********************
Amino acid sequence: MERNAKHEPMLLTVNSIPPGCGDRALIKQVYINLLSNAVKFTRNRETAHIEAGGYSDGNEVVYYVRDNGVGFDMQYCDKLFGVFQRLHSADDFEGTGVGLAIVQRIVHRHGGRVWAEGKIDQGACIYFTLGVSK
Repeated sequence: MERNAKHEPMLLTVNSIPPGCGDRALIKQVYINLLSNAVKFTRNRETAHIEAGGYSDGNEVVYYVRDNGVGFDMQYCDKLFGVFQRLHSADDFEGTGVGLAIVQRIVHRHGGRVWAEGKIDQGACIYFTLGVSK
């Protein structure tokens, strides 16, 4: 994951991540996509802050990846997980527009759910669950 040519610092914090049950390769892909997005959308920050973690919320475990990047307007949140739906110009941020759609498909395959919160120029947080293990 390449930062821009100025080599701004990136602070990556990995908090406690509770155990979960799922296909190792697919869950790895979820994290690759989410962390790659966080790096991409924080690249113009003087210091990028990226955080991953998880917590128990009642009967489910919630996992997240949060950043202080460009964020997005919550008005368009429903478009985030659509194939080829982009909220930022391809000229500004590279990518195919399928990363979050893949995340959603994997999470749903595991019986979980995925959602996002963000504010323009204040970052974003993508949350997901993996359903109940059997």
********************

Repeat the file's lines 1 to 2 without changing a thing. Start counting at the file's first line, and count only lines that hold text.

Amino acid sequence: MERNAKHEPMLLTVNSIPPGCGDRALIKQVYINLLSNAVKFTRNRETAHIEAGGYSDGNEVVYYVRDNGVGFDMQYCDKLFGVFQRLHSADDFEGTGVGLAIVQRIVHRHGGRVWAEGKIDQGACIYFTLGVSK
Repeated sequence: MERNAKHEPMLLTVNSIPPGCGDRALIKQVYINLLSNAVKFTRNRETAHIEAGGYSDGNEVVYYVRDNGVGFDMQYCDKLFGVFQRLHSADDFEGTGVGLAIVQRIVHRHGGRVWAEGKIDQGACIYFTLGVSK